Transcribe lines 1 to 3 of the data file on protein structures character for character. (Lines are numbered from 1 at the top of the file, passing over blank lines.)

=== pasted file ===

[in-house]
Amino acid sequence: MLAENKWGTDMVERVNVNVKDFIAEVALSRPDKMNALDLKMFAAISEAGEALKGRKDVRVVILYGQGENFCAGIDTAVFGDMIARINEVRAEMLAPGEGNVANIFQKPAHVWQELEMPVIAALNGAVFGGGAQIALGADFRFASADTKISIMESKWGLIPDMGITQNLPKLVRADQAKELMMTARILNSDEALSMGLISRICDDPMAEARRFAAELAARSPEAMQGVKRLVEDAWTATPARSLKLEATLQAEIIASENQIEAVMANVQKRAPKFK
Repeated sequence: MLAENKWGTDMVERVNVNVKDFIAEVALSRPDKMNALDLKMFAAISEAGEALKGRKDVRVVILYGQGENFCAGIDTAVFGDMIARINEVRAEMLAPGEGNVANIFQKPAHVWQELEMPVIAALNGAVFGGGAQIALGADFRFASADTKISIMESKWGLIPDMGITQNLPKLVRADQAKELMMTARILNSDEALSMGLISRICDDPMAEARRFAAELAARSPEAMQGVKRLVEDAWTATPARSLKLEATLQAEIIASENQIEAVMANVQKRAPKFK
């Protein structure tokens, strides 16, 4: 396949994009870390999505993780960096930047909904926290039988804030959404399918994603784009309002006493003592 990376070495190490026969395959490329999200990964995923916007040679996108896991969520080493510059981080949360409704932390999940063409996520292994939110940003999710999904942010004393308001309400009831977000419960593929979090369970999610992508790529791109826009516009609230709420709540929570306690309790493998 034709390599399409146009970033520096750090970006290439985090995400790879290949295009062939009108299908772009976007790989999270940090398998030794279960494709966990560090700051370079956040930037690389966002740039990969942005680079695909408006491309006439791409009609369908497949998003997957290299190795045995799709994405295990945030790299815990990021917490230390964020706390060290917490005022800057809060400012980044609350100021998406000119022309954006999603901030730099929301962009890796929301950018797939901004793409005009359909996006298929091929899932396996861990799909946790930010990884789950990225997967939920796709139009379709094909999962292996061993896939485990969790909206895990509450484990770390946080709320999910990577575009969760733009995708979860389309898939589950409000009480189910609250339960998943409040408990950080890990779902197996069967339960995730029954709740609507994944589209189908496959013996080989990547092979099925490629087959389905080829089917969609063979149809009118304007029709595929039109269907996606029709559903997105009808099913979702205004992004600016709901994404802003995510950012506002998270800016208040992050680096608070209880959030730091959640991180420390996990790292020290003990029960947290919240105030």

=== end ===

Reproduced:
[in-house]
Amino acid sequence: MLAENKWGTDMVERVNVNVKDFIAEVALSRPDKMNALDLKMFAAISEAGEALKGRKDVRVVILYGQGENFCAGIDTAVFGDMIARINEVRAEMLAPGEGNVANIFQKPAHVWQELEMPVIAALNGAVFGGGAQIALGADFRFASADTKISIMESKWGLIPDMGITQNLPKLVRADQAKELMMTARILNSDEALSMGLISRICDDPMAEARRFAAELAARSPEAMQGVKRLVEDAWTATPARSLKLEATLQAEIIASENQIEAVMANVQKRAPKFK
Repeated sequence: MLAENKWGTDMVERVNVNVKDFIAEVALSRPDKMNALDLKMFAAISEAGEALKGRKDVRVVILYGQGENFCAGIDTAVFGDMIARINEVRAEMLAPGEGNVANIFQKPAHVWQELEMPVIAALNGAVFGGGAQIALGADFRFASADTKISIMESKWGLIPDMGITQNLPKLVRADQAKELMMTARILNSDEALSMGLISRICDDPMAEARRFAAELAARSPEAMQGVKRLVEDAWTATPARSLKLEATLQAEIIASENQIEAVMANVQKRAPKFK